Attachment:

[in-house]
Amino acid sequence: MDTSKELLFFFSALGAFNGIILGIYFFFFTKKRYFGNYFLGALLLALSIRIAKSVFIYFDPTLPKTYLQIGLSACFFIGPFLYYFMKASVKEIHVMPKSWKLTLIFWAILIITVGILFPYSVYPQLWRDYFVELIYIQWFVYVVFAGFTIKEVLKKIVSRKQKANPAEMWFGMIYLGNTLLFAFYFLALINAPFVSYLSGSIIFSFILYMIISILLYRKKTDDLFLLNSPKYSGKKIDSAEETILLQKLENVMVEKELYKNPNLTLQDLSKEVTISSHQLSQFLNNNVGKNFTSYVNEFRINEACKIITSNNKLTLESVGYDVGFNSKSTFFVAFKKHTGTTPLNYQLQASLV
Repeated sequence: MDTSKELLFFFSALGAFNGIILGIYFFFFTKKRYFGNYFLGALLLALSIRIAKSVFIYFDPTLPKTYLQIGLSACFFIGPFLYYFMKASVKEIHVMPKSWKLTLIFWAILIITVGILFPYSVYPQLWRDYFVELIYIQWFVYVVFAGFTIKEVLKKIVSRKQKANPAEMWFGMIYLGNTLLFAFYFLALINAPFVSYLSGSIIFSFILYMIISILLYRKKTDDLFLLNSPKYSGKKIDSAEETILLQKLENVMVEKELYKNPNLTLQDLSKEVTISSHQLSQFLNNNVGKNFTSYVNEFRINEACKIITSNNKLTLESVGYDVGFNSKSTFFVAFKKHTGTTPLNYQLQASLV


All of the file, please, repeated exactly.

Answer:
[in-house]
Amino acid sequence: MDTSKELLFFFSALGAFNGIILGIYFFFFTKKRYFGNYFLGALLLALSIRIAKSVFIYFDPTLPKTYLQIGLSACFFIGPFLYYFMKASVKEIHVMPKSWKLTLIFWAILIITVGILFPYSVYPQLWRDYFVELIYIQWFVYVVFAGFTIKEVLKKIVSRKQKANPAEMWFGMIYLGNTLLFAFYFLALINAPFVSYLSGSIIFSFILYMIISILLYRKKTDDLFLLNSPKYSGKKIDSAEETILLQKLENVMVEKELYKNPNLTLQDLSKEVTISSHQLSQFLNNNVGKNFTSYVNEFRINEACKIITSNNKLTLESVGYDVGFNSKSTFFVAFKKHTGTTPLNYQLQASLV
Repeated sequence: MDTSKELLFFFSALGAFNGIILGIYFFFFTKKRYFGNYFLGALLLALSIRIAKSVFIYFDPTLPKTYLQIGLSACFFIGPFLYYFMKASVKEIHVMPKSWKLTLIFWAILIITVGILFPYSVYPQLWRDYFVELIYIQWFVYVVFAGFTIKEVLKKIVSRKQKANPAEMWFGMIYLGNTLLFAFYFLALINAPFVSYLSGSIIFSFILYMIISILLYRKKTDDLFLLNSPKYSGKKIDSAEETILLQKLENVMVEKELYKNPNLTLQDLSKEVTISSHQLSQFLNNNVGKNFTSYVNEFRINEACKIITSNNKLTLESVGYDVGFNSKSTFFVAFKKHTGTTPLNYQLQASLV